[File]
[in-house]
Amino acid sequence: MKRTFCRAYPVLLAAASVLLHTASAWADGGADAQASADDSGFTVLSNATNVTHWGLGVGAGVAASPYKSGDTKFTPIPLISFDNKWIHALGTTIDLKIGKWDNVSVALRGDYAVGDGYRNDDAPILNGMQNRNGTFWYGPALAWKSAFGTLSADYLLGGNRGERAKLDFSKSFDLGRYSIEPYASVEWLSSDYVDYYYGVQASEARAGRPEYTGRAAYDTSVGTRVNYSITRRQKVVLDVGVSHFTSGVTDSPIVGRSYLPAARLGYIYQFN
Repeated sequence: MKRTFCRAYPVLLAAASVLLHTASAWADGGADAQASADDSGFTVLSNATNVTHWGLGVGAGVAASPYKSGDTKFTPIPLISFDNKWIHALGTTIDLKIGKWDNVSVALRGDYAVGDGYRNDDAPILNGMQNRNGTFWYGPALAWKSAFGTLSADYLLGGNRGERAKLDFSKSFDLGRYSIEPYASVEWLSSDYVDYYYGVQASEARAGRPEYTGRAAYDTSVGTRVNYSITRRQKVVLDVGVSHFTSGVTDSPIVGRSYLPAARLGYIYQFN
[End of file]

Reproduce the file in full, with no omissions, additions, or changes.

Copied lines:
[in-house]
Amino acid sequence: MKRTFCRAYPVLLAAASVLLHTASAWADGGADAQASADDSGFTVLSNATNVTHWGLGVGAGVAASPYKSGDTKFTPIPLISFDNKWIHALGTTIDLKIGKWDNVSVALRGDYAVGDGYRNDDAPILNGMQNRNGTFWYGPALAWKSAFGTLSADYLLGGNRGERAKLDFSKSFDLGRYSIEPYASVEWLSSDYVDYYYGVQASEARAGRPEYTGRAAYDTSVGTRVNYSITRRQKVVLDVGVSHFTSGVTDSPIVGRSYLPAARLGYIYQFN
Repeated sequence: MKRTFCRAYPVLLAAASVLLHTASAWADGGADAQASADDSGFTVLSNATNVTHWGLGVGAGVAASPYKSGDTKFTPIPLISFDNKWIHALGTTIDLKIGKWDNVSVALRGDYAVGDGYRNDDAPILNGMQNRNGTFWYGPALAWKSAFGTLSADYLLGGNRGERAKLDFSKSFDLGRYSIEPYASVEWLSSDYVDYYYGVQASEARAGRPEYTGRAAYDTSVGTRVNYSITRRQKVVLDVGVSHFTSGVTDSPIVGRSYLPAARLGYIYQFN